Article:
Korean actress Choi Eun-hee, known as one of South Korea’s leading classic film stars as well as for having been abducted to North Korea with her then ex-husband and director Shin Sang-ok, died at the age of 91 today (April 16).
Yonhap news agency reports that her son, filmmaker Shin Jeong-kyun, confirmed she passed away late this afternoon after going to the hospital for kidney dialysis.
Born November 20, 1926 in Gwang-ju, Gyeong-gi Province, Choi debuted on the stage in 1942 and made her silver screen debut with A New Oath in 1947.
She became a star with films such as A Sun Of Night (1948) and Yearning For Home (a.k.a. A Hometown In Heart, 1949) and became known as one of South Korea’s “troika” of leading actresses with Kim Ji-mee and Um Aeng-ran in the 1950s and 1960s.
Choi worked with director Shin Sang-ok in 1953 on the documentary Korea and married him the next year. Together, they played a pivotal role in the heyday of South Korean cinema, making classics such as Confessions Of A College Woman (a.k.a. A College Woman’s Confess, 1958), A Flower In Hell (1958), Seong Chun-hyang (1961), Mother And A Guest (1961) and Love Affair (1963).
By 1976, she had appeared in more than 130 films.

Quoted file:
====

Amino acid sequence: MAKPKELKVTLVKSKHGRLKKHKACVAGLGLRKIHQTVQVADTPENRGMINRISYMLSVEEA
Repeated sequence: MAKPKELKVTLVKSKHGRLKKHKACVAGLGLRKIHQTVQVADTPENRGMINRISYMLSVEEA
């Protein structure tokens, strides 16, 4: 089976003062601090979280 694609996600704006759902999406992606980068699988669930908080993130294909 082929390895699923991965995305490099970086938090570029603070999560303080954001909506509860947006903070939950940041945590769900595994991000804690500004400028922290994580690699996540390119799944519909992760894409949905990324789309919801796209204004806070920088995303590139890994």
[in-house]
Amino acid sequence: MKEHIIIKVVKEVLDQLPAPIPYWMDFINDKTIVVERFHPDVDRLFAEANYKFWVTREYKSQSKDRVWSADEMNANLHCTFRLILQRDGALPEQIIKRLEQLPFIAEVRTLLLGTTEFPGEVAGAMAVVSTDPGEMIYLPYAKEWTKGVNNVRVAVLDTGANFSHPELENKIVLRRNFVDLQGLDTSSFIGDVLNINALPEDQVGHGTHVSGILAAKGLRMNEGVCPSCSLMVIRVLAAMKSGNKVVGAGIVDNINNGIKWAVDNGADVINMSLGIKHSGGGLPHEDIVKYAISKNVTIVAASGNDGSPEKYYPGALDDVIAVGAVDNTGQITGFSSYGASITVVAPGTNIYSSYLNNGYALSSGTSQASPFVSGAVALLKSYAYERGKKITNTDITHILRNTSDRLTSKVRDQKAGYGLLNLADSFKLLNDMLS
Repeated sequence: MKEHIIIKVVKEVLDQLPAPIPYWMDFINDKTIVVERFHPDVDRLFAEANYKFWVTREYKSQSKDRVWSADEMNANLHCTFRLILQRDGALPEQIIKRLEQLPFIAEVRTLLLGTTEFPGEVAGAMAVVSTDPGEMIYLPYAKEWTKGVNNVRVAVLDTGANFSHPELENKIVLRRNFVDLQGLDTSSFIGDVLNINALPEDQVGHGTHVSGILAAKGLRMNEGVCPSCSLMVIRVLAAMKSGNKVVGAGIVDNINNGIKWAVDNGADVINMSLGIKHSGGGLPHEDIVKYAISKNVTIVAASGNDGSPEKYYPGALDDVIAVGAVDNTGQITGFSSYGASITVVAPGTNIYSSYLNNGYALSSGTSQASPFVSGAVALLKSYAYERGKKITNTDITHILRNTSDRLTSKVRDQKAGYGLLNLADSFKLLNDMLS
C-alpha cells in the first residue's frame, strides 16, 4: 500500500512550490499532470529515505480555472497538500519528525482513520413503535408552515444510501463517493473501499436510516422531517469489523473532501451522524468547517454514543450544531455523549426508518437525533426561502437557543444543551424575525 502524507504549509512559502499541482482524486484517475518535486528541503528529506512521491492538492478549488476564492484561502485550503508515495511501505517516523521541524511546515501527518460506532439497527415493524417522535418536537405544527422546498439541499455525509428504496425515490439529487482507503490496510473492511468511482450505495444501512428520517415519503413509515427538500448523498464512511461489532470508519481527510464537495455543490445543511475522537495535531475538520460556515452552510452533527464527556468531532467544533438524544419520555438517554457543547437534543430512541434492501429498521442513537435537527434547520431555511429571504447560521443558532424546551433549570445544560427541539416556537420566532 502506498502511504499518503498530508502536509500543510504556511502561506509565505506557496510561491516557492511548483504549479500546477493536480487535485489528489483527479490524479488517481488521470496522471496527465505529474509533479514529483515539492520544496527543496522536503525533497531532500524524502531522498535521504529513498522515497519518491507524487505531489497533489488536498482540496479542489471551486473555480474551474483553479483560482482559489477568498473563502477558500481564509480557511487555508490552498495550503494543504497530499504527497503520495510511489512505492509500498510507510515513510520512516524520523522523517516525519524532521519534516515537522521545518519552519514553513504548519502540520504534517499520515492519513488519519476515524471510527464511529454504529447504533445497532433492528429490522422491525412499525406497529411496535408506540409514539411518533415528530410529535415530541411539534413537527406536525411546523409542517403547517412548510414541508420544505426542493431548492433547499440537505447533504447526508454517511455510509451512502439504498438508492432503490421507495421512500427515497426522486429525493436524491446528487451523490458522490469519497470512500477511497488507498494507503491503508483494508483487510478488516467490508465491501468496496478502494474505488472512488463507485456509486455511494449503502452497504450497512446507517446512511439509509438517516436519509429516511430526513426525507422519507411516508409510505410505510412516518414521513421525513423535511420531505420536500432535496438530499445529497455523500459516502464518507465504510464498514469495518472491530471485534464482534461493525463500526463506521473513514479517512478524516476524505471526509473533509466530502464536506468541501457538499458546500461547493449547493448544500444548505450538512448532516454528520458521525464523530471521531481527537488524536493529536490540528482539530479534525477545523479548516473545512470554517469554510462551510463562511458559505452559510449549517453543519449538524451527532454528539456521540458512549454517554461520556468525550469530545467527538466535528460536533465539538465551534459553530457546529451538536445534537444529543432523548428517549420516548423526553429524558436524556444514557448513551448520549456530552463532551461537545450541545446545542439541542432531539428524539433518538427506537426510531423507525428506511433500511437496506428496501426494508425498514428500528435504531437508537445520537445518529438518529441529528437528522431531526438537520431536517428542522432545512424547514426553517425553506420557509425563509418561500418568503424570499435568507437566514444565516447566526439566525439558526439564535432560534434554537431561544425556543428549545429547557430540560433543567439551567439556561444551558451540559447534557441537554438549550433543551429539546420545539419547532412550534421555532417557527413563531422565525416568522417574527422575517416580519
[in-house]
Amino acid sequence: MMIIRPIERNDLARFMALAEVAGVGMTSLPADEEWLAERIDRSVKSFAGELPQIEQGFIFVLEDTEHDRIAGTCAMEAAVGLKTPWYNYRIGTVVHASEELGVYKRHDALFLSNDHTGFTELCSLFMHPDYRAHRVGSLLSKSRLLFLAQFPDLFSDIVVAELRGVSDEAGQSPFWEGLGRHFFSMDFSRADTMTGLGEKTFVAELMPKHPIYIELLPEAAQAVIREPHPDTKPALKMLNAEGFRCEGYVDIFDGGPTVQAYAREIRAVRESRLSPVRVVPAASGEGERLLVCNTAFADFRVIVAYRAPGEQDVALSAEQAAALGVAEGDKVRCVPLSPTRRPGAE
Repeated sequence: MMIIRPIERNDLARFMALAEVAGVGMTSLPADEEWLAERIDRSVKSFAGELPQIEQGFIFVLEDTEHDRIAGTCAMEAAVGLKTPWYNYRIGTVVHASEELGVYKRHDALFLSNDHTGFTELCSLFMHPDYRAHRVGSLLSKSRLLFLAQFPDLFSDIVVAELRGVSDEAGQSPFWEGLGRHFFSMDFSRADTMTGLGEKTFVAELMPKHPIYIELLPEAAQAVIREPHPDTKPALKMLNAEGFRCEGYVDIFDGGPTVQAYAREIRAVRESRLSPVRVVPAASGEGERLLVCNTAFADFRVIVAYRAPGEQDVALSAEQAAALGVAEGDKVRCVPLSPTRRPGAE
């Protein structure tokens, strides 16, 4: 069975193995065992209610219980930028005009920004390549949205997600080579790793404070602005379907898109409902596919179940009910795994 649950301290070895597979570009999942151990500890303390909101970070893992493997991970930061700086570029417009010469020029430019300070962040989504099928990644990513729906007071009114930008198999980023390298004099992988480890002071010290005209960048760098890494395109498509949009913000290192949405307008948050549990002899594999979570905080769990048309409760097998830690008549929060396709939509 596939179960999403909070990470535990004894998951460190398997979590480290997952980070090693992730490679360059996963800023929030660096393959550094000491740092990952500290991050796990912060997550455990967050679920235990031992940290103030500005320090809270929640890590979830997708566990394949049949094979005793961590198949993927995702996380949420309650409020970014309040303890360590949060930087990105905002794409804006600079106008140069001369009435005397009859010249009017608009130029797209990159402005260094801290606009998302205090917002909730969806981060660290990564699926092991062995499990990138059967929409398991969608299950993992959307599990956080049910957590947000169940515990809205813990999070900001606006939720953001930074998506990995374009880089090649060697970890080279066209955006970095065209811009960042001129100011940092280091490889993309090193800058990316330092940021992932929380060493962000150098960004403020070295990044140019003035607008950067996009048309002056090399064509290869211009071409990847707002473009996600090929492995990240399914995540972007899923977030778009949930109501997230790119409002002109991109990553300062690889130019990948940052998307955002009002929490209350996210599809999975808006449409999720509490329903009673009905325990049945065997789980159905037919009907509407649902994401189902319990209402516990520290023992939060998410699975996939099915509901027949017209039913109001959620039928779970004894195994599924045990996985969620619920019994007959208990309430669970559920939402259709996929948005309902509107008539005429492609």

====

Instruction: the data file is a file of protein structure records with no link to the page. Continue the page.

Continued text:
She was also one of Korea’s first women directors with The Girl Raised As A Future Daughter-In-Law (1965), One-Sided Love Of Princess (1967) and An Unmarried Teacher (1972).
She won the Grand Bell Award for best actress after also starring in The Girl Raised As A Future Daughter-In-Law.
Choi became the principal of Anyang Arts High School in 1967 and recounted going to Hong Kong in January 1978 to meet a donor for the school.
It was there she was kidnapped by North Korean agents on behalf of dictator Kim Il Sung’s cinephile son Kim Jong Il, who would later take his father’s place.
Shin, from whom she had been divorced years before, was abducted seven months later. They were only reunited in North Korea five years later, at a party in 1983.
Encouraged by Kim Jong Il, the couple headed up a studio together and made 17 films in North Korea, including The Hero Of No Return (1984). Choi won the best actress award at the Moscow International Film Festival for her 1985 film Salt.
They were visiting Vienna in March 1986 when they defected through the US embassy. They returned to live in South Korea in 1999 after living years in exile.
Choi became the head of a theatre troupe in 2001 and produced the musical Crazy For You in 2002. She wrote an autobiography, Confessions Of Choi Eun-hee, which was published in 2007.
Shin passed away April 11, 2006.
The 2016 Sundance Film Festival screened a documentary about their time in North Korea, The Lovers And The Despot, directed by Ross Adam and Robert Cannan.
Choi is survived by two sons and two daughters.